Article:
Emailing a PowerPoint presentation seems like it should be a simple thing. But all the slide design stock images, video and audio that can make a PowerPoint compelling are the very things that make emailing PowerPoint slideshows so clumsy. Those assets quickly balloon a PowerPoint’s file size, which is where the trouble begins.
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Emailing a PowerPoint – What Could Possibly Go Wrong?
Emailing anything but a basic PowerPoint requires a fair amount of preparation, communication and wizardry. But everything should go as planned so long as the following criteria are met:
- Your recipient has PowerPoint or PowerPoint Viewer
- You properly embedded any audio files in the correct folder
- You properly embedded any video files in the correct folder
- You made sure the file size doesn’t exceed your email service provider limit
- You know what file size your recipient’s email provider will accept
- You ensured your recipient has a matching version of PowerPoint, or the proper compatibility pack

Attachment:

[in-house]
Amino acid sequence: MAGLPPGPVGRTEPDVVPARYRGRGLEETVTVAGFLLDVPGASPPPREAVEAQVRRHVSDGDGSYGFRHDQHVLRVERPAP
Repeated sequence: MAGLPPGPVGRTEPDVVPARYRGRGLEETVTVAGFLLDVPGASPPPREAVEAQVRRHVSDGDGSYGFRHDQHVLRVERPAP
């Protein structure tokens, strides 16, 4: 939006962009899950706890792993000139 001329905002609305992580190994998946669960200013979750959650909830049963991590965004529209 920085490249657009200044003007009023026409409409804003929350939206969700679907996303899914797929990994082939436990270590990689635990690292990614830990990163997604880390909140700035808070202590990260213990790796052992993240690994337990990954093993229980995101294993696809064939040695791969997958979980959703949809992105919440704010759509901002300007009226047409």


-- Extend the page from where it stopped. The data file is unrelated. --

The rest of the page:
- You didn’t zip the file using self-unzipping executables which can set off alarms on your recipient’s computer
- Your recipient isn’t trying to view the PowerPoint on an iPad
And have you ever emailed your PowerPoint slides and then immediately wish you hadn’t? You forgot to update the pricing on a quote. Or forgot to delete a slide from your last client presentation? Online presentations let you make those changes, even after the slides are emailed. Heck, they even tell you when your recipient views the slides so you know if you still have time to make changes.
Bring on the PowerPoint Email Widgets
I suspect there’s a PowerPoint plug-in, widget, zipper, converter or drop-box out there that tries to resolve the challenge of emailing a large PowerPoint file. To try and compress the file size, while at the same time hoping it looks the way it’s supposed to when it gets to the other side.
You may run into the same kind of problems when looking into how to embed a YouTube video in PowerPoint. It can be done, but usually requires help. An entire industry has emerged designed to try and stretch PowerPoint’s capabilities to match how people use presentations today.
Presentations rarely just sit on a computer waiting to be presented to an audience anymore. People share, email, upload and collaborate presentations. They want to use video and audio, the ability to make presentations available to broad audiences, and view them anywhere, including presenting from an iPad.